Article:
Image via Shutterstock

We suggest making a fruit sandwich, sandwiching whole slices of melon in between two fluffy slices of shoku-pan and fresh cream. Yum!

How to Make Your Own Milk Bread

We know all this shoku-pan talk has got you thinking ‘but how do I make it?!’ So allow us to introduce our ‘Super Fluffy Shoku-Pan Recipe.’ It took us a few tries to get this one right but it’s so worth it. Just think, you too can make your own convenience store sandwiches.

We experimented with the bread recipe, so that you don’t have to. Before you start baking, here are our tips for deliciously fluffy shoku-pan. 

Tips For a Fail-safe Shoku-pan

Pay attention to the season. Bread needs proving time at room temperature and chances are it’ll be left out there to brave the elements, so it’s a good idea to pay attention to the seasonal changes. For instance, in summer, we’d recommend using slightly less milk than in winter. Around 260ml for winter compared to 240ml for summer should do the trick. 

When you take the milk bread out of the oven for the last time to cool, make sure you take it out of the loaf pan, otherwise it’ll go soggy.

Experiment with the flour: if you like more of a grainy texture, we recommend you try using different types of flour. Contrary to what it might seem, the milk bread recipe is not too temperamental about what type of flour you use.

Japanese milk bread with some orange jam on it between an avocado and a book

Image via Shutterstock

Super Fluffy Shoku-pan Recipe 

Ingredients (makes 660g loaf)

  • Bread Flour…………………360g
  • Granulated Sugar……….20g
  • Salt……………………………….5g
  • Condensed Milk………….10g (You can replace this with 15g skimmed milk if you don’t have any on hand)
  • Whole Milk………………….250ml
  • Yeast……………………………5g
  • Butter………………………….45g

Step-by-Step Instructions

  • Preheat the oven to 40℃ (about 105℉).
  • Lightly grease a large bowl with oil or butter.
  • Put all ingredients except butter into the bowl or kneader and knead for about 5 minutes.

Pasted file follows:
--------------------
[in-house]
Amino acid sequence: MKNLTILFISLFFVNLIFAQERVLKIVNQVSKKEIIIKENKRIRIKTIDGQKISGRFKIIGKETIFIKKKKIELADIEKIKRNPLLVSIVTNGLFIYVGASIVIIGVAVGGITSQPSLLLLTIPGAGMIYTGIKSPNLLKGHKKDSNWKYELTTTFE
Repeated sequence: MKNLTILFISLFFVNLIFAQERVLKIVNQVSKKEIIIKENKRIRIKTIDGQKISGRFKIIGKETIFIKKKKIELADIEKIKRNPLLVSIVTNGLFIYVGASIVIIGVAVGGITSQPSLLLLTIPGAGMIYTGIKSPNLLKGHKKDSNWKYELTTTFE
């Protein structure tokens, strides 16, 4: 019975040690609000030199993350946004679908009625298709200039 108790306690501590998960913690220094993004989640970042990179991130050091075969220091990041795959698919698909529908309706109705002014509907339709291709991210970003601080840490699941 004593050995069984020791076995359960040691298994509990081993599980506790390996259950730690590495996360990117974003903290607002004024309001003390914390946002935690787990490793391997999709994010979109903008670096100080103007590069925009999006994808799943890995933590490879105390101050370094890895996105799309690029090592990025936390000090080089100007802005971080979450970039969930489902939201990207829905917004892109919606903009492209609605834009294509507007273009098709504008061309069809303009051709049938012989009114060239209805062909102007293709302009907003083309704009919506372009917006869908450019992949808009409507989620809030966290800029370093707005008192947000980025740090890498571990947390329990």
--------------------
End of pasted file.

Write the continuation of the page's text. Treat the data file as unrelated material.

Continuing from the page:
• Add the butter and knead well. Transfer to a mixer if you have one. If you are kneading with a stand mixer, we advise to set it for 20 minutes. 
  • Put the bread dough in the oven for 25 minutes to rise.
  • Take the bread out of the oven and shape into three or four equal pieces (rounds). 

    Image via Shutterstock

  • Cover rounds with plastic wrap and proof at room temperature, until they have at least doubled in size. This should be around 20 minutes. 
  • Reduce oven heat to 35℃.
  • Shape the rolls. Using a rolling pin, flatten them slightly into rectangles, enough to roll over themselves at least once. You should end up in a pain au chocolat, or chocolatine, shape. When each dough roll is finished, place them into the loaf pan, lined up. 
  • Put the tin in the oven and begin the secondary rising process. Leave them to rise, until they have risen above the top of the tin by 1cm. This should be around 40 – 50 minutes. 
  • Take the bread out of the oven, preheat the oven to 200℃ (about 390℉).
  • Bake the bread at 190℃ (about 375℉) for 35 minutes (or at least 30 minutes until it is golden brown). 
  • Take out of the oven. Don’t worry if the milk bread is hard to touch. It will soften as it cools to room temperature. 
  • Enjoy!

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Kim Kahan